Empowerment through sharing
The power of sharing was placed under the spotlight at WellFest as leader after leader spoke powerfully about their own experiences. Claire Sanderson, Editor-in-Chief of Women’s Health, told of how, when she was first thinking about talking openly in her workplace about her depression, those in senior leadership positions above her urged her not to. They were worried she would become “the editor with mental health issues.”
Sanderson did it anyway and, she said, that “Speaking openly about it helped me to accept it. Hearing me speak gives people hope.” As Will Young noted when it comes to mental health, “The hiding is the worst part; 50% of it goes once I’ve shared it.”
Katy Leeson, MD of Social Chain, was on a panel chaired by BITE’s Managing Editor Nicola Kemp exploring how individuals dare to thrive in the office. Leeson spoke of her own struggles with imposter syndrome when she became MD at a very young age. Her speaking about it, she says, “gave people in my company the space to be true to themselves.” Leeson also opened up about her experience of miscarriage, a subject not often, if ever, spoken about by business leaders. She said she talked about her experiences on her podcast and was incredibly nervous to put the episode live. But, she explained, she did, and the “reaction from people was so powerful.” As she believes today, “my openness allows others to be open too.”
Build up a culture of trust
The transformative power of the media, creative and marketing industries to remove the stigma surrounding mental health was also evident throughout the day. Devon spoke about the initiative she’d worked on with Bauer Media, the ‘Where’s Your Head At?’ campaign, which has successfully lobbied for equal provisions to be given to both physical and mental health in the workplace. This is essential, Devon noted, when “75% of millennials feel worried about talking about their mental health at work.” Giving people, especially managers, the tools to be able to have difficult conversations will help to build up a culture of trust within businesses.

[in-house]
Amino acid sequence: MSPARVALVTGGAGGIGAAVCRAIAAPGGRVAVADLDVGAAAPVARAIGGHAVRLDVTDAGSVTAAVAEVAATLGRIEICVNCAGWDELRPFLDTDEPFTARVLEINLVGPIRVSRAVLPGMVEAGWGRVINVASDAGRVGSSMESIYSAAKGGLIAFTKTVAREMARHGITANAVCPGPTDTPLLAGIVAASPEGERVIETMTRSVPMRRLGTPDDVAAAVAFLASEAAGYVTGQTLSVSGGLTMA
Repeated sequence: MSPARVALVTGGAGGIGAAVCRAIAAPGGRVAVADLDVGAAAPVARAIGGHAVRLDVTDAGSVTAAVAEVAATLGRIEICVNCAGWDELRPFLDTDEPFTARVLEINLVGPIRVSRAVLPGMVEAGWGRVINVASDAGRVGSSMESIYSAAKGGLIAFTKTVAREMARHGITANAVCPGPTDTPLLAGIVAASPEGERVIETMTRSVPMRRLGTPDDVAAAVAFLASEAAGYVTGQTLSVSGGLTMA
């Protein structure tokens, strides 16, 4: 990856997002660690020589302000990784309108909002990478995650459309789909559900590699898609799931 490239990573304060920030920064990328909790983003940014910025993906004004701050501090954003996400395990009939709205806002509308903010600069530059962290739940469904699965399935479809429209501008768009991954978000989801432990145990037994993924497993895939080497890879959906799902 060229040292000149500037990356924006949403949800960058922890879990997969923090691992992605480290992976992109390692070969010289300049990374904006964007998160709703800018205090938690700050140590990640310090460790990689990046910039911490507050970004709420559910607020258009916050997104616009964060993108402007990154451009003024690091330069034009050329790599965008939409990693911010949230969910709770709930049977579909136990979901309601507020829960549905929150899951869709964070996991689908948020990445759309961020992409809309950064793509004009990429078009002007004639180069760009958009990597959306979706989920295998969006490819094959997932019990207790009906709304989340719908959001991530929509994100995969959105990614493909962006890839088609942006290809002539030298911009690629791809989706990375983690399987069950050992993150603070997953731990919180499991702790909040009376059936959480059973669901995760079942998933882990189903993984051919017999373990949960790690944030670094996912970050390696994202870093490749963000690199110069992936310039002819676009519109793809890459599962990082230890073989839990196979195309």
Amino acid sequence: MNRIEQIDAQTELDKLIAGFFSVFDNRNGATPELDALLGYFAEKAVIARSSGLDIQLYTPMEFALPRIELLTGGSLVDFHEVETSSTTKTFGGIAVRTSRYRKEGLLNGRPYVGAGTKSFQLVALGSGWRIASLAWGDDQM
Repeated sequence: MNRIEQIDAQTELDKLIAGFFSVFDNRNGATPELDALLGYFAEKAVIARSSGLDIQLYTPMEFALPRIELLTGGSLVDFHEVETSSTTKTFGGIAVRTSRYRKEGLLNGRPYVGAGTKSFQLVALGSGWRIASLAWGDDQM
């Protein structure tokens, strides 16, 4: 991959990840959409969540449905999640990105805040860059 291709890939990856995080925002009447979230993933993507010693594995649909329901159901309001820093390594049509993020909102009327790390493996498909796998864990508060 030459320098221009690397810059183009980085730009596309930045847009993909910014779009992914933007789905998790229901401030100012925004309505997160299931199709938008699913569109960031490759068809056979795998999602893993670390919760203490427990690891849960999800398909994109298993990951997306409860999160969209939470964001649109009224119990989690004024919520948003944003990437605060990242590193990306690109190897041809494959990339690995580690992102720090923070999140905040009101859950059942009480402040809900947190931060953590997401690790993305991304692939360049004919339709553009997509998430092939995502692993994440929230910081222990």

For Sanderson, a “culture of honesty and openness” is essential for her when it comes to how she deals with her depression. It gives her the space to “lead by example, in terms of my holistic wellbeing. From leaving work on time to taking a lunch break and being open about my mental health.” When asked how she manages her lowest days with running a successful magazine, Sanderson highlighted the trust she knows she can place on her team. She knows she can be open about what she’s actually going through and so in turn, empower those around her to do the same.
Diana Tickell, NABS’ CEO, spoke about the importance of trust, especially when it comes to flexible working. Indeed, it’s something that will only work for both the individual and the company if there is implicit trust within teams between managers and employees. For Tickell, what’s always been apparent is that “higher levels of wellbeing equals higher levels of performance.” Treat your employees with kindness, empower them to operate in a way that suits them and your business will be better in the long run. Tackling mental health in the workplace is no easy challenge but it is nonetheless vital in order for both businesses and individuals alike to thrive.
Photography © Bronac McNeill